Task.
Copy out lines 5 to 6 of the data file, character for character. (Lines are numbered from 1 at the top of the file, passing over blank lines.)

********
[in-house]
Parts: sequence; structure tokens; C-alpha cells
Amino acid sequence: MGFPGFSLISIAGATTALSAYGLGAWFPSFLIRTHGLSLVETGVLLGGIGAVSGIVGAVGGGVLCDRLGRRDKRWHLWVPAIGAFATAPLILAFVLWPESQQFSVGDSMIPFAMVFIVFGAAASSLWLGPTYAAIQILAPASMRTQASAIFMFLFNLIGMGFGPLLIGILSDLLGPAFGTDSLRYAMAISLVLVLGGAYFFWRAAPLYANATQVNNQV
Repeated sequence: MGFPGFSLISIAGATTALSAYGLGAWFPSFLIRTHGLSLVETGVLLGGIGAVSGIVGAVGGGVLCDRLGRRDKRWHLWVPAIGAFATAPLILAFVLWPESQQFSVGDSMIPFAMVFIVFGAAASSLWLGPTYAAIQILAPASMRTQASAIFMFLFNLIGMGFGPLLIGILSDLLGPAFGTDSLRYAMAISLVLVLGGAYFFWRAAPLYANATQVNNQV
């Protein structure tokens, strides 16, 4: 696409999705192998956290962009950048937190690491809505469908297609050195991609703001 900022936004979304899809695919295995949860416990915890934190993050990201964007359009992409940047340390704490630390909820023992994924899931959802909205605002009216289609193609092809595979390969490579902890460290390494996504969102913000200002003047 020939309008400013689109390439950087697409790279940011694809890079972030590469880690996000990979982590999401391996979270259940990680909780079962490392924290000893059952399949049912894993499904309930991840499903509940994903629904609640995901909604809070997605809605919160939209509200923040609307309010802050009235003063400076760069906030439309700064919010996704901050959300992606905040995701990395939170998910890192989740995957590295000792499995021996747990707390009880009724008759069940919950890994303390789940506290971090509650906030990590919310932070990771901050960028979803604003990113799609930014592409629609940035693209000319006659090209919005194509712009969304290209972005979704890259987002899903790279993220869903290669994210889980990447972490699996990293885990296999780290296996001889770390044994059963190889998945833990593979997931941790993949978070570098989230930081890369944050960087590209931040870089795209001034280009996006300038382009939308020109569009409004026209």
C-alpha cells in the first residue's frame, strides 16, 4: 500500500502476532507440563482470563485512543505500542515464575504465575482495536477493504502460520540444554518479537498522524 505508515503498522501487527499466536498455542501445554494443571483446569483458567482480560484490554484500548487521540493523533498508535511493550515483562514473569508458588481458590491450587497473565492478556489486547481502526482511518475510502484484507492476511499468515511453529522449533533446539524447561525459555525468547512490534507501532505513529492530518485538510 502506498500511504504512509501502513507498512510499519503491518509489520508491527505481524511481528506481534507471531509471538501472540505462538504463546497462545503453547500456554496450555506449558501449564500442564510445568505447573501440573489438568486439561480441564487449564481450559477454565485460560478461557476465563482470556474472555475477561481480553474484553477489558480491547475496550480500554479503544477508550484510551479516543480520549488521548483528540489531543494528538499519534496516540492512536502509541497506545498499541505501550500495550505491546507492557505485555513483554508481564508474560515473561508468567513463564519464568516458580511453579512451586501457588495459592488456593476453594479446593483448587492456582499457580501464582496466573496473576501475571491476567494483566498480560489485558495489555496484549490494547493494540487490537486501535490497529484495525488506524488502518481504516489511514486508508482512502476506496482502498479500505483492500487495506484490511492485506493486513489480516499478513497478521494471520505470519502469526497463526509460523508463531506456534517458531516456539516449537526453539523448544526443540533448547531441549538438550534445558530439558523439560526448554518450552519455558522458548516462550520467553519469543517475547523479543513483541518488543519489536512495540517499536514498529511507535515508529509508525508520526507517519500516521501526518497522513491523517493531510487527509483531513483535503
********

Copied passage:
């Protein structure tokens, strides 16, 4: 696409999705192998956290962009950048937190690491809505469908297609050195991609703001 900022936004979304899809695919295995949860416990915890934190993050990201964007359009992409940047340390704490630390909820023992994924899931959802909205605002009216289609193609092809595979390969490579902890460290390494996504969102913000200002003047 020939309008400013689109390439950087697409790279940011694809890079972030590469880690996000990979982590999401391996979270259940990680909780079962490392924290000893059952399949049912894993499904309930991840499903509940994903629904609640995901909604809070997605809605919160939209509200923040609307309010802050009235003063400076760069906030439309700064919010996704901050959300992606905040995701990395939170998910890192989740995957590295000792499995021996747990707390009880009724008759069940919950890994303390789940506290971090509650906030990590919310932070990771901050960028979803604003990113799609930014592409629609940035693209000319006659090209919005194509712009969304290209972005979704890259987002899903790279993220869903290669994210889980990447972490699996990293885990296999780290296996001889770390044994059963190889998945833990593979997931941790993949978070570098989230930081890369944050960087590209931040870089795209001034280009996006300038382009939308020109569009409004026209």
C-alpha cells in the first residue's frame, strides 16, 4: 500500500502476532507440563482470563485512543505500542515464575504465575482495536477493504502460520540444554518479537498522524 505508515503498522501487527499466536498455542501445554494443571483446569483458567482480560484490554484500548487521540493523533498508535511493550515483562514473569508458588481458590491450587497473565492478556489486547481502526482511518475510502484484507492476511499468515511453529522449533533446539524447561525459555525468547512490534507501532505513529492530518485538510 502506498500511504504512509501502513507498512510499519503491518509489520508491527505481524511481528506481534507471531509471538501472540505462538504463546497462545503453547500456554496450555506449558501449564500442564510445568505447573501440573489438568486439561480441564487449564481450559477454565485460560478461557476465563482470556474472555475477561481480553474484553477489558480491547475496550480500554479503544477508550484510551479516543480520549488521548483528540489531543494528538499519534496516540492512536502509541497506545498499541505501550500495550505491546507492557505485555513483554508481564508474560515473561508468567513463564519464568516458580511453579512451586501457588495459592488456593476453594479446593483448587492456582499457580501464582496466573496473576501475571491476567494483566498480560489485558495489555496484549490494547493494540487490537486501535490497529484495525488506524488502518481504516489511514486508508482512502476506496482502498479500505483492500487495506484490511492485506493486513489480516499478513497478521494471520505470519502469526497463526509460523508463531506456534517458531516456539516449537526453539523448544526443540533448547531441549538438550534445558530439558523439560526448554518450552519455558522458548516462550520467553519469543517475547523479543513483541518488543519489536512495540517499536514498529511507535515508529509508525508520526507517519500516521501526518497522513491523517493531510487527509483531513483535503